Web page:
(Latin: suffix used to form abstract nouns expressing act, state, quality, property, or condition corresponding to an adjective)
2. The quality of being puerile; (mere) childishness, triviality.
2. A large amount or number.
2. Treated as if holy or immune from criticism or violation: The elderly poet was treated with a sacrosanctity by her fellow poets who praised her for her creative talents.
2. Etymology: from Middle French sagacité which came from Latin sagacitatem, sagacitas, "quality of being acute", from sagax, sagacis, "of quick perception", related to sagus, "prophetic", and sagire, "to perceive keenly".
2. The weight ratio between dissolved salts and water in seawater.
3. In chemistry, the amount of dissolved salts in any solution.
2. The quality of being sacred or hallowed; sacredness, claim to (religious) reverence; inviolability.
3. Something thought to be sacred.
2. Perceptible to the sense of taste; having flavor.
3. Having a strong pleasant flavor; savory.
4. Pleasing to the mind; engaging.
2. Used figuratively: slippery; evasive: Jack's reasons were very saporaceous and he avoided telling his parents the real truth.
The saprobity system is based on the observation that in the course of the self-purification process a body of water shows distinct zones of decreasing pollution (or improved water quality); these zones are termed polysaprobic (gross pollution), alpha-mesosaprobic, beta-mesosaprobic, and oligosaprobic; the latter may be divided into alpha- and beta- oligosaprobic.
Each zone is characterized by a particular content of oxygen, organic matter, products of septic decay, and products of mineralization. Biologically, each zone affords optimal conditions for certain species and communities of organisms, the so-called "indicator" organisms.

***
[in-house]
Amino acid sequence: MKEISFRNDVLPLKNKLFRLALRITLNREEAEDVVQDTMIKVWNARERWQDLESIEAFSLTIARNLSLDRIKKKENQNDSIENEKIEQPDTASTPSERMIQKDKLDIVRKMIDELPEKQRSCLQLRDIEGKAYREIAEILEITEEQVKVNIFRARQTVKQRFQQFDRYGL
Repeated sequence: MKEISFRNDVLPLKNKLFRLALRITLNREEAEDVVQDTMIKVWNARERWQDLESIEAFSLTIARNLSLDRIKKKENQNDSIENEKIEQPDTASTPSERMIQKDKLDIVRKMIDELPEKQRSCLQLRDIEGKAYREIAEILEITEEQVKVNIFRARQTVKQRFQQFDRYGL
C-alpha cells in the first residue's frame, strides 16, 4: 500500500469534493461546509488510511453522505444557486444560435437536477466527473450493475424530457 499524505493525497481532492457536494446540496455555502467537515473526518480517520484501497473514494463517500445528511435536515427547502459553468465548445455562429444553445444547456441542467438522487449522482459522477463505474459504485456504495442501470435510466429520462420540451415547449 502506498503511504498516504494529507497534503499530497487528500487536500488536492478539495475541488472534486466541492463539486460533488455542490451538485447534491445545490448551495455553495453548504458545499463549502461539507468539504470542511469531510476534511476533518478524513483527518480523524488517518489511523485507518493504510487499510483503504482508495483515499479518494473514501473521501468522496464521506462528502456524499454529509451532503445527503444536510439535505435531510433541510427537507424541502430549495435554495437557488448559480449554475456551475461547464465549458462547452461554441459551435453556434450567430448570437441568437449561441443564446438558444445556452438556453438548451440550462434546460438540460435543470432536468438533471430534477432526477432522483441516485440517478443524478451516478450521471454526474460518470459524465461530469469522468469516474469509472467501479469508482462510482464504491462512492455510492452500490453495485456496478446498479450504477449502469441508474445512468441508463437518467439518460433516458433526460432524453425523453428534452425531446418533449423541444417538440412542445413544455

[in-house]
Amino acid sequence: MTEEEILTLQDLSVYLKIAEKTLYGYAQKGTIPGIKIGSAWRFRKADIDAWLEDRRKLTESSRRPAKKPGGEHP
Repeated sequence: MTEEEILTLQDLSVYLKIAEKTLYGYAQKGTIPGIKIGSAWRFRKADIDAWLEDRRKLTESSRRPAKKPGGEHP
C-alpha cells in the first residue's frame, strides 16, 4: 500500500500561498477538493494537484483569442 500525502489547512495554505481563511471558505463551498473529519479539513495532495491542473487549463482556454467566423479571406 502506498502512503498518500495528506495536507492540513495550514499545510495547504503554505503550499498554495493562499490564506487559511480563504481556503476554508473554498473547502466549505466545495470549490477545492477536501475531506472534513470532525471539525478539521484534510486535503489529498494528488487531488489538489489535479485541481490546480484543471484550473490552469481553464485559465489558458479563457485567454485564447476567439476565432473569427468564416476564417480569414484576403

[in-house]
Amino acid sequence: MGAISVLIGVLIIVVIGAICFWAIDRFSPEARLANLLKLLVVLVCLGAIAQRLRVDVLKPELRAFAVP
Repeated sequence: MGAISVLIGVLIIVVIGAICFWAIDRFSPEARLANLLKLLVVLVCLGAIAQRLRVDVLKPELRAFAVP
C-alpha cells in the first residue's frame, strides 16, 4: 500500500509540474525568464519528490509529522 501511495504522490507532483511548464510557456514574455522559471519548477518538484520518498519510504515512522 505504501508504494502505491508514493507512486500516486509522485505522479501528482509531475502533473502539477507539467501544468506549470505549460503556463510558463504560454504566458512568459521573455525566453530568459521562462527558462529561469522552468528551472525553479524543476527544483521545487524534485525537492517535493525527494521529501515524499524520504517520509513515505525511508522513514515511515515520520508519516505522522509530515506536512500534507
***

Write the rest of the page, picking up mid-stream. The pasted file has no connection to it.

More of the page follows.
- Polysaprobic zone, heavy pollution with sewage or other organic materials, mass development of bacteria that are involved in decomposition processes, a high rate of oxygen consumption, and a high production of ammonia and hydrogen sulfide.
- Alpha-mesosaprobic zone, vigorous oxidation processes, increased dissolved oxygen though oxygen consumption is still high, no hydrogen sulfide production, oxidation of ammonia starts.
- Beta-mesosaprobic zone, much dissolved oxygen, low oxygen consumption, mineralization of organic materials, and large amounts of the end-products of mineralization; for example, nitrates.
- Oligosaprobic zone, all mineralization processes have been completed, the dissolved oxygen content is high and oxygen consumption nearly zero; the beta-oligosaprobic level is characterized by rather moderate variety of species and low bioactivity, while the alpha-oligosaprobic level is characterized by a comparatively large variety of species and high bioactivity.
The particular saprobity zones may be characterized as follows:
2. The geographic and historical distribution of earthquakes.
3. The likelihood of an area being subject to natural earthquakes.
Forgetting names and faces or misplacing keys are normal occurrences for any age and when people are young, they think nothing of such situations; however, as they get older, they're tempted to worry that such actions are signs of senility.
2. Priority or precedence in office or service; especially military: Susan's seniority at the company allowed her to have three weeks annual vacation.
3. Superiority in standing to another of equal rank by reason of earlier entrance into the service, or an earlier date of appointment: Mr. Johnson, the elderly politician, had seniority over the more recently elected representatives.